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Hip-Hop as Urban and Regional Research: Encountering an Insider's Ethnography of City Life

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  • David Beer

Abstract

type="main" xml:lang="en"> This essay suggests that hip-hop music may reasonably be thought of as a form of urban and regional research. The essay draws upon a recently published book by hip-hop artist Jay-Z, which provides biographical information alongside translations of the lyrical content of his works, to show that hip-hop is full of insider ethnographic insights into urban life. This, it is argued, can be thought of as an answer to Daryl Martin's call for a more ‘poetic urbanism’, an urbanism that captures the material, sensory and emotional aspects of the city. The essay uses Jay-Z's text to illustrate the type of insights and ideas that we might obtain from hip-hop, giving some specific examples of these insights and concluding with some reflections upon this alternative insider account of city life — and how it might provide us with opportunities for expanding our repertoire.

Suggested Citation

  • David Beer, 2014. "Hip-Hop as Urban and Regional Research: Encountering an Insider's Ethnography of City Life," International Journal of Urban and Regional Research, Wiley Blackwell, vol. 38(2), pages 677-685, March.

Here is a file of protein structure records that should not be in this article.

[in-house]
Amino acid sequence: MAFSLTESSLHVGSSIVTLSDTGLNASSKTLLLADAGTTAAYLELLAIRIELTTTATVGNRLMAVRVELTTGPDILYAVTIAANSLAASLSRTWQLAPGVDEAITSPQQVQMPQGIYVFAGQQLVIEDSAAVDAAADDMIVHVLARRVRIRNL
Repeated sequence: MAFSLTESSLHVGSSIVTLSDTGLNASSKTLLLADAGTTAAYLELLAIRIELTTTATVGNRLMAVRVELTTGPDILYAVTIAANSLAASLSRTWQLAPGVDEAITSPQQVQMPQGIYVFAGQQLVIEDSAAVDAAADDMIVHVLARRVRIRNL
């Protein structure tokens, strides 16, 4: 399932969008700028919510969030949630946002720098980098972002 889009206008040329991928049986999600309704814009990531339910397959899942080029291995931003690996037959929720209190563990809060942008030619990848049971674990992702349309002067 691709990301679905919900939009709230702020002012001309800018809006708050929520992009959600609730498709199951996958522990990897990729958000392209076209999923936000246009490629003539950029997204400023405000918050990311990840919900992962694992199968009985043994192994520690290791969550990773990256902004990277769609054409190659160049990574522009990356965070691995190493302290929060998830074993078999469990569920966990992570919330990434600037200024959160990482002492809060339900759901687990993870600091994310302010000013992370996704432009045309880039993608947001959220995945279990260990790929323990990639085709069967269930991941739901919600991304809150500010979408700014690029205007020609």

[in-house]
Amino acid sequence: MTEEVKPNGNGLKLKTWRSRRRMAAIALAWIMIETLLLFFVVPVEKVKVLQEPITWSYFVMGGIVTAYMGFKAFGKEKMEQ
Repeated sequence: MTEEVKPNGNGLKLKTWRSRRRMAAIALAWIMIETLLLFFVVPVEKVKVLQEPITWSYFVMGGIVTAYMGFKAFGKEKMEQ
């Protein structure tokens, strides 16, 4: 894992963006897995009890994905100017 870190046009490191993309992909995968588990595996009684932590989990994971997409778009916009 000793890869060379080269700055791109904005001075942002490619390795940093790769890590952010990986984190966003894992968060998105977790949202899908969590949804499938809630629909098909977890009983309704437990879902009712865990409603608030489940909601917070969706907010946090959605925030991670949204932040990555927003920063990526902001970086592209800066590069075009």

• Handle: RePEc:bla:ijurrs:v:38:y:2014:i:2:p:677-685
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    File URL: http://hdl.handle.net/10.1111/j.1468-2427.2012.01151.x
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    References listed on IDEAS

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    1. David Lewis & Dennis Rodgers & Michael Woolcock, 2008. "The Fiction of Development: Literary Representation as a Source of Authoritative Knowledge," Journal of Development Studies, Taylor & Francis Journals, vol. 44(2), pages 198-216.
    2. Simon Parker, 2010. "Introduction: welcome to the urban desert of the real, Part II," City, Taylor & Francis Journals, vol. 14(6), pages 706-708, December.
    3. Simon Parker, 2010. "Introduction: Welcome to the urban desert of the real," City, Taylor & Francis Journals, vol. 14(5), pages 491-496, October.
    4. Rowland Atkinson & David Beer, 2010. "The ivorine tower in the city: Engaging urban studies after The Wire," City, Taylor & Francis Journals, vol. 14(5), pages 529-544, October.
    5. Daryl Martin, 2010. "A poetic urbanism: Recreating places, remade to measure, but from the inside out," City, Taylor & Francis Journals, vol. 14(5), pages 586-591, October.
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    Cited by:

    1. Rivke Jaffe, 2014. "Hip-hop and Urban Studies," International Journal of Urban and Regional Research, Wiley Blackwell, vol. 38(2), pages 695-699, March.
    2. Stefano Bloch, 2016. "Why do Graffiti Writers Write on Murals? The Birth, Life, and Slow Death of Freeway Murals in Los Angeles," International Journal of Urban and Regional Research, Wiley Blackwell, vol. 40(2), pages 451-471, March.
    3. Simon Black, 2014. "‘Street Music’, Urban Ethnography and Ghettoized Communities," International Journal of Urban and Regional Research, Wiley Blackwell, vol. 38(2), pages 700-705, March.

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